Families, Friends, and Allies: Boulogne and Politics in Northern France and England, C. 879-1160

Families, Friends, and Allies: Boulogne and Politics in Northern France and England, C. 879-1160

Families, Friends, and Allies: Boulogne and Politics in Northern France and England, C. 879-1160

Families, Friends, and Allies: Boulogne and Politics in Northern France and England, C. 879-1160

Synopsis

This study offers a new model of political development for northern France through an analysis of the interrelationships between the counts of Boulogne and their neighbors in Flanders, Picardy, Normandy, and England. It also illuminates the little studied relations between less powerful counts and their neighboring territorial princes. Organized chronologically from the late ninth through mid-twelfth century, each chapter provides a political narrative and an analysis of the use of kinship and alliance (formal and informal) to govern and conduct politics. The final chapter examines the formation of reputation and identity of the comital family of Boulogne. The book is part of the larger debate on feudalism, the rise of government institutions, kinship and identity.

Excerpt

Medieval political history has become a contentious battleground lately. Was there a feudal revolution or evolution? Was there feudalism in the early middle ages or just the local exercise of lordship? How much anarchy existed with the decline of Carolingian institutions and how effective were these institutions in the eighth and ninth centuries? Did the year 1000 witness a shift from violence as a tool of public order to one that was ‘personal, affective, but inhumane; militant, aggressive, but unconstructive’. Does the absence of formal governmental institutions necessarily connote anarchy? Should west Francia be the model by which all other medieval polities should be measured? And if so, which region of west Francia? My goal is to offer a new model of the development of medieval government from the later ninth century in northern France, which draws upon the insights developed by social historians and historians of what I will loosely call “the anthropological school”, as these historians draw upon anthropological models in order to discuss political and social constructions within early medieval society. My aim is to use the model to illuminate one of the methods used to conduct politics and govern in the period of the later ninth through mid-twelfth centuries.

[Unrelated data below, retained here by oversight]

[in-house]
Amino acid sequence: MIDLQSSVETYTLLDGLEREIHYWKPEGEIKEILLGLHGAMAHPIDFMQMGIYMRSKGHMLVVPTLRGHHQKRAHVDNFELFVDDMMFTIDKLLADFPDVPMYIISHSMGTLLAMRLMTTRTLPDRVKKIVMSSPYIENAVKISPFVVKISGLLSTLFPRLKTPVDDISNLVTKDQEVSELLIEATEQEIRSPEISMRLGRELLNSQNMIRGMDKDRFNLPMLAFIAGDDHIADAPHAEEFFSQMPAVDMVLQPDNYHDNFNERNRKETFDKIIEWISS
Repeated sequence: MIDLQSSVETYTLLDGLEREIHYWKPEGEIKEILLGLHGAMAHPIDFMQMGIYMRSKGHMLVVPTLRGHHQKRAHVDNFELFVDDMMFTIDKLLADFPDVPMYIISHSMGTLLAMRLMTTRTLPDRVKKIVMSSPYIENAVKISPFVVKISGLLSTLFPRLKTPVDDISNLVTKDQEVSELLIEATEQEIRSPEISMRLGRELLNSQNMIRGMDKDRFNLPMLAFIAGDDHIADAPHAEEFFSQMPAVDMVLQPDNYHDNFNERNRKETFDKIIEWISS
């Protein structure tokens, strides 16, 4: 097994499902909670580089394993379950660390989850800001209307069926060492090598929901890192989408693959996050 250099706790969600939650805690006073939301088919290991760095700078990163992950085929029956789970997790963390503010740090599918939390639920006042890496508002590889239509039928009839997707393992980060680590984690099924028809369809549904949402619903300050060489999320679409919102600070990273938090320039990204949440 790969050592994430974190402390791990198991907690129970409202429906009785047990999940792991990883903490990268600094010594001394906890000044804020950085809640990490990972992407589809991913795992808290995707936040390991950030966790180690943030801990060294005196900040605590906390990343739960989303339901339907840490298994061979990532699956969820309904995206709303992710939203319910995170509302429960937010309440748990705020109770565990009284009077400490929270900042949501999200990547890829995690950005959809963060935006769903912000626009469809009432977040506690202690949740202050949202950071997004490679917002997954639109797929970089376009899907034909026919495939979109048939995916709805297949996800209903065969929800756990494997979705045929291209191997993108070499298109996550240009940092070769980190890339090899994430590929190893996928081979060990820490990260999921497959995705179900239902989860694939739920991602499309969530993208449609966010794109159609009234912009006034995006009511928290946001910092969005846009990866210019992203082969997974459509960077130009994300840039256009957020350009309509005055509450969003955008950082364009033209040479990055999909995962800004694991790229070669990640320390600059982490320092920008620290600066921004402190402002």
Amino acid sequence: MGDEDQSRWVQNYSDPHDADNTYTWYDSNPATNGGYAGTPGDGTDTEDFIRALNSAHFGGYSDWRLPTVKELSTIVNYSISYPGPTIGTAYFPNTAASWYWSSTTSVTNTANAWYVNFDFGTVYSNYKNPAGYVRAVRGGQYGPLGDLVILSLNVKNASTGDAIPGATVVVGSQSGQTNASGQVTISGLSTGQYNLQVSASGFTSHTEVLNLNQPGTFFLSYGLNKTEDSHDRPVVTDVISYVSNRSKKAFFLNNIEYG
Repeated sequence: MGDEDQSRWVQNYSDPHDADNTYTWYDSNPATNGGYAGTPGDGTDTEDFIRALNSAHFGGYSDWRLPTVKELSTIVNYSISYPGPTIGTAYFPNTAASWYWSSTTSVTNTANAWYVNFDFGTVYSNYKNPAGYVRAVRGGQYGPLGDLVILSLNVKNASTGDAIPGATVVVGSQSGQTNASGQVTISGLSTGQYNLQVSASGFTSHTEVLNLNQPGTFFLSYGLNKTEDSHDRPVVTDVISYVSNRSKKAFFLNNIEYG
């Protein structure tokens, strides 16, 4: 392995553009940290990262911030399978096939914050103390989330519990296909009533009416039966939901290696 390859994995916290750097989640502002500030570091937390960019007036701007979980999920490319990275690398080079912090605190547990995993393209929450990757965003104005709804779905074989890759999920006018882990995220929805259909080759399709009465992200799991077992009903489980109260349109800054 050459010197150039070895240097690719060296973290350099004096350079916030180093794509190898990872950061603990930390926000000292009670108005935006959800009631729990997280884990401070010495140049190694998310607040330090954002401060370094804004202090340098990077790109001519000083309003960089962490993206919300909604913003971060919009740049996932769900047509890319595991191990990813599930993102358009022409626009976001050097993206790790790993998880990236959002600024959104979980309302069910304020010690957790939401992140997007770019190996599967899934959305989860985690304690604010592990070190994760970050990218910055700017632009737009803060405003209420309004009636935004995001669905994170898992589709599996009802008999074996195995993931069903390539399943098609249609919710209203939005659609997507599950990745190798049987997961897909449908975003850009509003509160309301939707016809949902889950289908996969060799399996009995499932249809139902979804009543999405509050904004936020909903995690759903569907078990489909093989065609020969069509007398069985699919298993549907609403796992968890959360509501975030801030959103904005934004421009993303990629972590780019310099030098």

The model is based upon an analysis of the interrelationships among counts, in particular the counts of Boulogne and the neighboring counts, rather than the more traditional method of focusing on the relations between the king and counts. The choice of Boulogne may seem surprising, but it offers several advantages for examining the development of medieval governance in northern France. First, Jan Dhondt used Flanders and the Pays-Bas as his case study for the development of territorial principalities and the devolution of royal power. Second, the established interpretation has been that the counts of Boulogne, St Pol and Guines were vassals of the Flemish counts, and thus, that the early development of feudalism can be seen

(Bisson 1994): 18.

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